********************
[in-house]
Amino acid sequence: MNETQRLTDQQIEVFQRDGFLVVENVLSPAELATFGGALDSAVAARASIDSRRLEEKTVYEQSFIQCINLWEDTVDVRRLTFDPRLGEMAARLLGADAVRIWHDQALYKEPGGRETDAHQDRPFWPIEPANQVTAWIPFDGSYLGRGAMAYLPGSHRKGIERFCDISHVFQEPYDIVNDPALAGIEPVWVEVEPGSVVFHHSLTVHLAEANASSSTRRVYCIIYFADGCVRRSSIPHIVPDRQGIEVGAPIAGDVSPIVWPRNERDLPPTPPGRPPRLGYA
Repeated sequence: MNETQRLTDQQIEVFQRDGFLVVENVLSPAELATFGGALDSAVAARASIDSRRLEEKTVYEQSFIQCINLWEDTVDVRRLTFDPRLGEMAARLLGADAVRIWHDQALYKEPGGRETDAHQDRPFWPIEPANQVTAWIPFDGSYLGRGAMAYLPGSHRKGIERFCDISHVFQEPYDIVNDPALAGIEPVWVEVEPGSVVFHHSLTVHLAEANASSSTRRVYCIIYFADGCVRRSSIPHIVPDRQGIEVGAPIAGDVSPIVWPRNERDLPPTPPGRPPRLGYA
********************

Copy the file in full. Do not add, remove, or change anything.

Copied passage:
[in-house]
Amino acid sequence: MNETQRLTDQQIEVFQRDGFLVVENVLSPAELATFGGALDSAVAARASIDSRRLEEKTVYEQSFIQCINLWEDTVDVRRLTFDPRLGEMAARLLGADAVRIWHDQALYKEPGGRETDAHQDRPFWPIEPANQVTAWIPFDGSYLGRGAMAYLPGSHRKGIERFCDISHVFQEPYDIVNDPALAGIEPVWVEVEPGSVVFHHSLTVHLAEANASSSTRRVYCIIYFADGCVRRSSIPHIVPDRQGIEVGAPIAGDVSPIVWPRNERDLPPTPPGRPPRLGYA
Repeated sequence: MNETQRLTDQQIEVFQRDGFLVVENVLSPAELATFGGALDSAVAARASIDSRRLEEKTVYEQSFIQCINLWEDTVDVRRLTFDPRLGEMAARLLGADAVRIWHDQALYKEPGGRETDAHQDRPFWPIEPANQVTAWIPFDGSYLGRGAMAYLPGSHRKGIERFCDISHVFQEPYDIVNDPALAGIEPVWVEVEPGSVVFHHSLTVHLAEANASSSTRRVYCIIYFADGCVRRSSIPHIVPDRQGIEVGAPIAGDVSPIVWPRNERDLPPTPPGRPPRLGYA